Something inside draws us home. Last year, two swallows built a nest on the narrow ledge above my front door. We tried to shoo them off, used a broom to sweep away their construction a few times, but they just kept rebuilding. They kept on keepin’ on, as Caleb might note. Eventually they won, and for a time they occupied a little mud-cake perched over my door, and then they disappeared.
They returned last week, and though we fuss at them, I think we’ve decided that they are part of the family. Every time we come out, there they are, circling, little dabs of mud or bits of grass in their beaks, waiting for us to clear a path so they can continue their business. Every time I see them I think of the 84th Psalm:
“Even the sparrow has found a home,
And the swallow a nest for herself.”
My mind often drifts to this Psalm even when the little squatters aren’t chirping over my door. I think it’s because of how the words struck me the first time I read them; it was as if they were my own:
“My soul longs, yes, even faints for the courts of the Lord;
My heart and my flesh cry out for the living God.”
I feel a kinship with people who know what it means to have heart and flesh cry out, people who read these words and think: “Yes, I know that feeling. It is a true thing. It is part of me.” I suspect it is terrible flaw within me, but I can feel no closeness, no pity, nothing of consequence for someone who does not understand what it means to cry out for . . . home. Beside such a longing all the sects and denominations and tribes, the futile creations and imaginings of man, fall away.
“Blessed is the man whose strength is in You,
Whose heart is set on pilgrimage…”
Yesterday I came home and discovered that the boys had been working for a good part of the afternoon on “painting” their wooden playset, using brushes and a wash bin of cloudy water. They liked the way the water turns the faded wood a darker, richer color. I watched them from the window; they were so diligent, so joyful even though their task was futile, even though they could see it was futile, because in many places the wood was already drying and returning to its grayish hue.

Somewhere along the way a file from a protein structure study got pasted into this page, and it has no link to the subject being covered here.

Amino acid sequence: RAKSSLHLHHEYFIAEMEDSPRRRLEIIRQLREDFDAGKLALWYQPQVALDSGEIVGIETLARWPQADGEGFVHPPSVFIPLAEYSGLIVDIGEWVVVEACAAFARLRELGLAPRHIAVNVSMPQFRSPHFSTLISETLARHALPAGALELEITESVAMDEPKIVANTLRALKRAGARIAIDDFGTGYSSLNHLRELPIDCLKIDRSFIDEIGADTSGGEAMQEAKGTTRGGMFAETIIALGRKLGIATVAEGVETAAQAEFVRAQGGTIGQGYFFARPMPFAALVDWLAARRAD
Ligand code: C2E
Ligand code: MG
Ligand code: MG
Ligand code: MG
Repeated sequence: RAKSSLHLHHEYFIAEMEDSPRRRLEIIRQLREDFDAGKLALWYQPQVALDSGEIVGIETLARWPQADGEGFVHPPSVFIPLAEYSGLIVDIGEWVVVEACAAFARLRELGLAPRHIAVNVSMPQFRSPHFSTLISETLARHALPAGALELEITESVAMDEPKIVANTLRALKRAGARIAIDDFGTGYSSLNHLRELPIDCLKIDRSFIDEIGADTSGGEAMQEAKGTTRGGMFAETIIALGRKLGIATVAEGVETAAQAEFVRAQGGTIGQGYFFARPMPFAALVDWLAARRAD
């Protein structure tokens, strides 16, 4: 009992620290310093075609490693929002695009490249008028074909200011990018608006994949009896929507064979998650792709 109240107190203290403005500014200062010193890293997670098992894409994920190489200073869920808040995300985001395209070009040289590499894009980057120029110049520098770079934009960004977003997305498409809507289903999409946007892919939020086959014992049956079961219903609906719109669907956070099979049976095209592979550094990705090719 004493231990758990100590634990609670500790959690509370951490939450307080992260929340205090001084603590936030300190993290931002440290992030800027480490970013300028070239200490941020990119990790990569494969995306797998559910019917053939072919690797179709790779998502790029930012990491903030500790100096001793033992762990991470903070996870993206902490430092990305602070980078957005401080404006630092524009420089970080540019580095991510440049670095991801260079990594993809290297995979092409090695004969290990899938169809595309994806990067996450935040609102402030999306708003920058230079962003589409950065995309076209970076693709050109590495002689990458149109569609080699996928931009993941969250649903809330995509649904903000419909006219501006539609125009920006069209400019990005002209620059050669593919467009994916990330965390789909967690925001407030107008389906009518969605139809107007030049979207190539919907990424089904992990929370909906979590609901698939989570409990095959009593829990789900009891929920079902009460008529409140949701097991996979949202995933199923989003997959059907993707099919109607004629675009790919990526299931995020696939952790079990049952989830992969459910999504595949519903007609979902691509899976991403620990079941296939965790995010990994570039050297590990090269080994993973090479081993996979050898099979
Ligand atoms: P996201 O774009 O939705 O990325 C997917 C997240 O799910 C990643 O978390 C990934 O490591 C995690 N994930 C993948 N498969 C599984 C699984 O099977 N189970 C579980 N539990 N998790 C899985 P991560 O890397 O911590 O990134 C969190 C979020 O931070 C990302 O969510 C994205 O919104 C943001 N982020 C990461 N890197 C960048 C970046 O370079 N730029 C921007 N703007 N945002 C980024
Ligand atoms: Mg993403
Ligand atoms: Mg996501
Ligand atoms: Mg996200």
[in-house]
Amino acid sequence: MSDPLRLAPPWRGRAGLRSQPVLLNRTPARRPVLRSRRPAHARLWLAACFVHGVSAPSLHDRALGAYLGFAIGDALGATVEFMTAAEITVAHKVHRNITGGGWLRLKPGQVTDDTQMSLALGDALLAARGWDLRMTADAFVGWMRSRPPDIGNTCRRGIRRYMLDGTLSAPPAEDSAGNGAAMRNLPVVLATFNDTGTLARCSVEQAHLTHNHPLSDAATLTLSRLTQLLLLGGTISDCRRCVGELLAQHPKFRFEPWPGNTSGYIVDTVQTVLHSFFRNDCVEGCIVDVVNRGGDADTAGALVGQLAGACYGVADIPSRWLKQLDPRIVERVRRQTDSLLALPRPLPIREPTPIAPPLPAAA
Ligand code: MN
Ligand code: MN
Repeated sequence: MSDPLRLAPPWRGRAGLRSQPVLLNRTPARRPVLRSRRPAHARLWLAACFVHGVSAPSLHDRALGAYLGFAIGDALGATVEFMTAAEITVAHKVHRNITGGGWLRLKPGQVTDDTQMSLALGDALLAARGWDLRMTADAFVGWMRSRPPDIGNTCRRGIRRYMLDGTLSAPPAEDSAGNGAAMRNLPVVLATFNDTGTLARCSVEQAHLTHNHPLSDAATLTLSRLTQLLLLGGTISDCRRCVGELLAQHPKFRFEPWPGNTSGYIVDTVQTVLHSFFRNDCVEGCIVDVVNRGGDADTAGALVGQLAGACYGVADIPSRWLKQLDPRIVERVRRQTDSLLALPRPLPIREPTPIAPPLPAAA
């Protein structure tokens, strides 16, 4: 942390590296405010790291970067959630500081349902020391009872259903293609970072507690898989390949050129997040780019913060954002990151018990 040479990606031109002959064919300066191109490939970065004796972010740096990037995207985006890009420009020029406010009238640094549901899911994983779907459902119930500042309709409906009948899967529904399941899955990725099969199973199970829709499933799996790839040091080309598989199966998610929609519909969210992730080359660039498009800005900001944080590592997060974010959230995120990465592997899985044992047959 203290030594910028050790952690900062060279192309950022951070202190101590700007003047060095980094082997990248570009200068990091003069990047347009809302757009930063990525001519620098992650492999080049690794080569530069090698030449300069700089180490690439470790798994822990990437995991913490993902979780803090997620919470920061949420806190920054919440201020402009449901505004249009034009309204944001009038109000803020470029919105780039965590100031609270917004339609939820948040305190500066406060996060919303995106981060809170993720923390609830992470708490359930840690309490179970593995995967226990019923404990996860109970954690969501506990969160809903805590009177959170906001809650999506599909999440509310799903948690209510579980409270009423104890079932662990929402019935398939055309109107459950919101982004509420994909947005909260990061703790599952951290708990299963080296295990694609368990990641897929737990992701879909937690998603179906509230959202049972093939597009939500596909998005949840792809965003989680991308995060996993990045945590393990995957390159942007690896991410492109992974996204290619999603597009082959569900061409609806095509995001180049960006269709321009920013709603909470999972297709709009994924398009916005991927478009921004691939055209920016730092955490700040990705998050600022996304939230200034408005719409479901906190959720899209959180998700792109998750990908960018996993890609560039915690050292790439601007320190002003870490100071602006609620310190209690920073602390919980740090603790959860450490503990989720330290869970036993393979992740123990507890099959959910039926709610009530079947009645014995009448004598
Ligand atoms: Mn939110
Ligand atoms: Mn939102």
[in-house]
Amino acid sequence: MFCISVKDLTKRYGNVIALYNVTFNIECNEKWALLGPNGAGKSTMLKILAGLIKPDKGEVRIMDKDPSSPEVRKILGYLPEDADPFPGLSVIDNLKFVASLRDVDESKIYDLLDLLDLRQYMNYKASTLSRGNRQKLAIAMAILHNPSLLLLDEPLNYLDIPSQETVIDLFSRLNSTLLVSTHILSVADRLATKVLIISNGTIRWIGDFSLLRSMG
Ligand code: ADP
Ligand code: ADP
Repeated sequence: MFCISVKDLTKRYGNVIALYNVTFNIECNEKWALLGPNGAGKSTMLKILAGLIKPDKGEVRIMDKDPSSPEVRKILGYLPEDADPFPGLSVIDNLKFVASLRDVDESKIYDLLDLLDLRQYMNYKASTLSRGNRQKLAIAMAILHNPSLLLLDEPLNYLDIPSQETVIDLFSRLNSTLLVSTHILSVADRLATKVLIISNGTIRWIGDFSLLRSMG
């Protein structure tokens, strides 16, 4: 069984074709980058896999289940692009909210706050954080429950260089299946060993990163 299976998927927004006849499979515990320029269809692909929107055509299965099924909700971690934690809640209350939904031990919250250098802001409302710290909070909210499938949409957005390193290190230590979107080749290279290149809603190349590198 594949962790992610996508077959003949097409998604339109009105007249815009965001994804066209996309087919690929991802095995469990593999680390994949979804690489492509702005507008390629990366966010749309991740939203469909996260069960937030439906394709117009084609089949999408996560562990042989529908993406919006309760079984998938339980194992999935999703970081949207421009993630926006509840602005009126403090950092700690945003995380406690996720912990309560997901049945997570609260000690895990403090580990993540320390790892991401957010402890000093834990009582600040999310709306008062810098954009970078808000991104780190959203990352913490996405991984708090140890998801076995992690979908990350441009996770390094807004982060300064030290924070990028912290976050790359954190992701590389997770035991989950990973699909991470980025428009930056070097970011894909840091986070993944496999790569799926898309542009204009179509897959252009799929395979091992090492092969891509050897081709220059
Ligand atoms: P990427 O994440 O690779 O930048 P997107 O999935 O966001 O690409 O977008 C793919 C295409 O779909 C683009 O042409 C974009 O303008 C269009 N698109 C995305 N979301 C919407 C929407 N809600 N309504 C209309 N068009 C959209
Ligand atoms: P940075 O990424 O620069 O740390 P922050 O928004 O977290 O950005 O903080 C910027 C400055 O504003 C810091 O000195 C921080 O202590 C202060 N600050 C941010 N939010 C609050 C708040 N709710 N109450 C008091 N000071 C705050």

But they didn’t care, because for a time they had made it more beautiful than it was. They were like the swallows, cheerful, without care, confident beyond the power of an adult in the knowledge that they are home. Home. And watching them I knew, in one of those tingling moments of clarity that begins to fade even before we have fully embraced it, where my home is. I glimpsed the faintest picture of how it will be, everlasting, bright as this world is faded, joyful as this world is broken. Its language is laughter and silence in equal measures, and its citizens are children.
“For a day in Your courts is better than a thousand.
I would rather be a doorkeeper in the house of my God
Than dwell in the tents of wickedness.”
So I quickly changed clothes and went out to join them. Their eyes lit up as they saw me walking across the grass, they way they always do when they see their father after he’s been away for a time, the way my heart always does when I see them. “We’re painting!” they announced, and attacked the hopeless, hopeful task with renewed vigor.
I watched and encouraged and worried about splinters. Then Caleb handed me a brush. “Can you get that high part? I can’t reach it.” So I painted it with water, and when I was done they both said, “Ooooh. Pretty.”
“No good thing will He withhold…”